The City Leader: Margaret Eaton

Margaret Eaton was the Leader of Bradford Council between 2000 and 2006. As the city’s political head at the time of the 2001 disturbances, Baroness Eaton found herself thrust into the international spotlight when the world’s media turned its attention to Bradford

How do you think the media, in general, perceives Bradford?

Unfortunately very negatively, although you do get the odd journalist who knows Bradford well and has some insight, but it’s quite rare to find that. When we had the dreadful riot in 2001, one of the local government trade press titles sent a journalist up who didn’t know the difference between Bradford, Burnley and Bolton… she had a completely false set of facts that were going to be a front page story in a very wide circulating magazine. It’s the north… it’s poverty, disaster, racism, somewhere belonging with a B… it didn’t matter. It was just a stereotypical place to her.

Given the seriousness of some of the incidents that have happened in Bradford, could we be accused of being a ‘thin skinned’ about some of the negative coverage? 

Possibly, but if you look at our parents’ and grandparents’ generations, you can see that this is somewhere where people from all over the world have always been proud of and got on very well. Bradford has always had that cosmopolitan, buzzy feel, but also has very traditional trades that made it very wealthy. So it has a lot of important history that people still have in their hardware, if you like, and when people come along and only find negatives, it grates terribly when you know that there’s much more to be said about Bradford.

How do you think Bradford has been historically perceived outside the media narrative?

When I went to college down south, I recall the Principal saying to me, ‘You people from Bradford, you are all full of grit’, and you know it was meant as a great compliment. I think that’s probably true. Bradfordians are full of grit. They know the challenges, but they’re determined to sit down and put things right.

Do you feel like that perception has shifted somewhat over the last few decades? 

I think obviously when you lose a major industry, like textiles, there’s a significant depressing feel, as we’ve seen with other major cities. I also go back to what I was saying about how we’ve always welcomed groups of people from all over. But I think when the perception is it’s only one large community that has more or less moved in, there’s this false impression that certain areas have been ‘taken over’, and that’s just not the case.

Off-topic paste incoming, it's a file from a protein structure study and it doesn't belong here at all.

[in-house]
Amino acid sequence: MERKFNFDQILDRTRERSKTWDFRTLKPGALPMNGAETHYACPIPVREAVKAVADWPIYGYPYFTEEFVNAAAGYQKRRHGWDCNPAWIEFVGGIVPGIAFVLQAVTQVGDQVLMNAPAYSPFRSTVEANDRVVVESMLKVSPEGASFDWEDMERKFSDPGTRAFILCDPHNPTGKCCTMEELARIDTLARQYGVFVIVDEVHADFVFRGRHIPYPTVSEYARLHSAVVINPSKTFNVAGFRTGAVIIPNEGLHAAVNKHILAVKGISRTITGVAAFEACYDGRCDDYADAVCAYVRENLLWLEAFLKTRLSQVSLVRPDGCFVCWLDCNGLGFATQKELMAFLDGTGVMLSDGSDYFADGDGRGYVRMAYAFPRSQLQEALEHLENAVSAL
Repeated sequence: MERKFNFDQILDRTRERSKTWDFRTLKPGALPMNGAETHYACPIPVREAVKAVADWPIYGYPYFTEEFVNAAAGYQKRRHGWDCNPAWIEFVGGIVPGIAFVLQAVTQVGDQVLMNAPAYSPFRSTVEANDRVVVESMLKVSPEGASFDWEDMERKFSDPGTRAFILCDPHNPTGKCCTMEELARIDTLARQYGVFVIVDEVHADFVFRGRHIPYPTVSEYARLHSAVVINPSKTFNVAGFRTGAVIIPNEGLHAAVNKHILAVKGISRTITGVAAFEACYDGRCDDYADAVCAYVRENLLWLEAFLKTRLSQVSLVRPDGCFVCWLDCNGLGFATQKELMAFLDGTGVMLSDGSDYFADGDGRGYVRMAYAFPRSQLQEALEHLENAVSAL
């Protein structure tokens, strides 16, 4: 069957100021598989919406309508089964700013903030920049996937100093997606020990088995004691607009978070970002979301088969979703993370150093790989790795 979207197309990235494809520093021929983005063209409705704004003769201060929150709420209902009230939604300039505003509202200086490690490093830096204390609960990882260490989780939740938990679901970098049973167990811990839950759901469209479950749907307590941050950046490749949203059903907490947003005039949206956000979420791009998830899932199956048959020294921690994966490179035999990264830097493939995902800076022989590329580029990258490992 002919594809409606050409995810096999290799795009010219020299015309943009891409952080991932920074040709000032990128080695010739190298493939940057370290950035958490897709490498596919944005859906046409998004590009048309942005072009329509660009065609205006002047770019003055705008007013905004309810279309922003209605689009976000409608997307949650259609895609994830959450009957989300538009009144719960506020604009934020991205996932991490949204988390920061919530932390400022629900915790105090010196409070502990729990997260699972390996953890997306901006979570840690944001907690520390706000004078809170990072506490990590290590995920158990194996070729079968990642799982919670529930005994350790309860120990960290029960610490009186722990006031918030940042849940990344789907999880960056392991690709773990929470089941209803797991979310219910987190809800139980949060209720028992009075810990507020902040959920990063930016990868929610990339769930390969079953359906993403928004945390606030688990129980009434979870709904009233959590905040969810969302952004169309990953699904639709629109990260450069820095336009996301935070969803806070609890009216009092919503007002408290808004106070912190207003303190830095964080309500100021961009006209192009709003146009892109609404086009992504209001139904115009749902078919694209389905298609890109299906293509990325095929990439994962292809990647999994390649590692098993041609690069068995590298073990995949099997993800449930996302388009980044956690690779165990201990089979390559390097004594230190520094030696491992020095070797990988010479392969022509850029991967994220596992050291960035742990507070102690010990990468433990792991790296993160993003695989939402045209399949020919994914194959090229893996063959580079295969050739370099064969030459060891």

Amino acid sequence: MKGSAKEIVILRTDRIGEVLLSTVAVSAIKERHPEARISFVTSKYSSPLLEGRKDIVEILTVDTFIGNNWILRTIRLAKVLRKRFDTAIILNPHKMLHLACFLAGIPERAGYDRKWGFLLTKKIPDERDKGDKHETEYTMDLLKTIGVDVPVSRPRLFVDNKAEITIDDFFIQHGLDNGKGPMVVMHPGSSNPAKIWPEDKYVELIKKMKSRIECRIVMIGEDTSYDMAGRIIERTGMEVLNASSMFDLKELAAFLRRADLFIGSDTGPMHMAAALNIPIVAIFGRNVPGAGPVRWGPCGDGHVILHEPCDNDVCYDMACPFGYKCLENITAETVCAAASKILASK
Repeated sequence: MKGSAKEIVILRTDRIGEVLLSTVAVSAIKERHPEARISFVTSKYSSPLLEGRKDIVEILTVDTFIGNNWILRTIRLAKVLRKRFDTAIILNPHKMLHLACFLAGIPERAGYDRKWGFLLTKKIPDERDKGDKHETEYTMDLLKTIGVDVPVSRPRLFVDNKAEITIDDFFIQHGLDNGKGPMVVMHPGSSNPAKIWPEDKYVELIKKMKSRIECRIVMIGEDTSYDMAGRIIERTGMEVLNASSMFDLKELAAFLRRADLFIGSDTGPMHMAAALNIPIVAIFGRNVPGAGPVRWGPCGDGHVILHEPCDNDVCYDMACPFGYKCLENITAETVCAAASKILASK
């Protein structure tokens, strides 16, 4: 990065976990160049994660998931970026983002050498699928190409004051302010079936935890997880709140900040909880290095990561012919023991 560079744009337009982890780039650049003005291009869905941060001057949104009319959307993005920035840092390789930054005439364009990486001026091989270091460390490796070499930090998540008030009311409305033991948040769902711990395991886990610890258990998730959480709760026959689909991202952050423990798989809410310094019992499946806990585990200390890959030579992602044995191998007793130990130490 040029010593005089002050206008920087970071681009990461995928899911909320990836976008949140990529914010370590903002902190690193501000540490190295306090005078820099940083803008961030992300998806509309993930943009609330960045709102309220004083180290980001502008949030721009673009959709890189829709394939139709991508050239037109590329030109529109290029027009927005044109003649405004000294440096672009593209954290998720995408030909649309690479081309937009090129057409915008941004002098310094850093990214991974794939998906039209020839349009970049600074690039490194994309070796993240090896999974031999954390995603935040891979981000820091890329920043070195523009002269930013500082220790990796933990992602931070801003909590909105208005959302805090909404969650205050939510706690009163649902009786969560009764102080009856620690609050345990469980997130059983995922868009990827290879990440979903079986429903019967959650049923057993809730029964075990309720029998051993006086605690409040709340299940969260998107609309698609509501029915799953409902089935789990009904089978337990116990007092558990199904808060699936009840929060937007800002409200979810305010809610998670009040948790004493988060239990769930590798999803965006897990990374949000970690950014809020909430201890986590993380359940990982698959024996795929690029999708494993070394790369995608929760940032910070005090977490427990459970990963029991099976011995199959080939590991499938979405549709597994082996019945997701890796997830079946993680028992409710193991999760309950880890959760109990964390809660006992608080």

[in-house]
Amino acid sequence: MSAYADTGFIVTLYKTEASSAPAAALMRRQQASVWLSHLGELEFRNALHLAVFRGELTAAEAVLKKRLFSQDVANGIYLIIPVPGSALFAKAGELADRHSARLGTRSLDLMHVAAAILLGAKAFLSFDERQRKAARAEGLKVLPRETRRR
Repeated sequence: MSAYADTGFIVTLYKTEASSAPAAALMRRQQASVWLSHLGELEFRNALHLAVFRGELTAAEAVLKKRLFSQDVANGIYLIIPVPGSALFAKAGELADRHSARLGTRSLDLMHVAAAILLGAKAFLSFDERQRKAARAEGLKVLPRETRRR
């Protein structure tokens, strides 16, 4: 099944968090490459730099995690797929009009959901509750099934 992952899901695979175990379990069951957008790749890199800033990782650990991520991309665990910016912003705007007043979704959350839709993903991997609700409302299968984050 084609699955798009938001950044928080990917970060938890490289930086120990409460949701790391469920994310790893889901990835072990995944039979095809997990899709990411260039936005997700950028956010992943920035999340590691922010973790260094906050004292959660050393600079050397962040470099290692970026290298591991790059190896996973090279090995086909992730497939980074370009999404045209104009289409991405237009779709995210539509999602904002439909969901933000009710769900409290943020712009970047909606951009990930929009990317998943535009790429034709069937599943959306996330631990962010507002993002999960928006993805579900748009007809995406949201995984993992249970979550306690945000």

Who is responsible, at a national level, for distorting the facts about those community dynamics in Bradford?

I don’t think any one individual or organisation is doing that, so it’s hard to pinpoint, I suppose if you look at us, we’ve alway been able to do interesting things because we were not monocultural or duo-cultural, we’re from all over. If the perception that people wrongly get is that the traditional Bradfordian is the white man with a flat cap and the whippet, and everybody else is from Pakistan, that’s so false, but it’s what I think actually peddled quite often.

You’ve been at the heart of some of Bradford’s most infamous episodes. How did you deal with your high profile role during these times?

One of the things I’ll never forget is driving into town the Sunday morning after the 2001 riots, I came in along the route, and I was in tears all the way. Knowing how hard everybody was working across all communities on the Capital of Culture bid, it was about getting people to feel they had a communal belonging, and that then would be about giving the world a better impression of us… so knowing all that, and then driving into an absolute disaster zone, it was just heartbreaking.

What was the level of global interest like?

Full on. I had somebody email me from Bahrain and many other far away places. It was not a comfortable time or easy to deal with so much press. I tended to block the things that were uncomfortable or that I knew wouldn’t help. So if I started reading something that was, you know, writing us off, or calling it a racist riot, I would think, ‘Right, park that, it’s so wrong, so negative, so unhealthy, I need to ignore it and look at what the right thing to do is’.

Will the prevalence of social media help or hinder Bradford as it ties to sort fact from fiction?

Well I admit to being a Luddite, I don’t use Twitter or Facebook! It’s deliberate, because I would hate to think that we can inadvertently say things that distress people and do the rounds. I’m not happy with the way it has, in some cases, encouraged people to assign prejudices, whatever they may be. Whenever I read anything negative about Bradford in the national media, it provokes me very strongly. I am very fortunate in my current role.I now have opportunities help confront those negatives. I’m involved in a charity which is about getting people to live well together. It’s a very speedy process where people have ideas about what they can do to bring communities together and apply for a grant.

What could Bradford’s community leaders do to promote positive media images about the city?

I think that’s a tough one. I always understood that there were certain requirements for a journalist about being able to prove things and ensure accuracy about a story. I don’t know whether we are still in that territory. It seems to about what sells news rather than what’s right.

 

 

 

 

 

Posted by:Helen Graham

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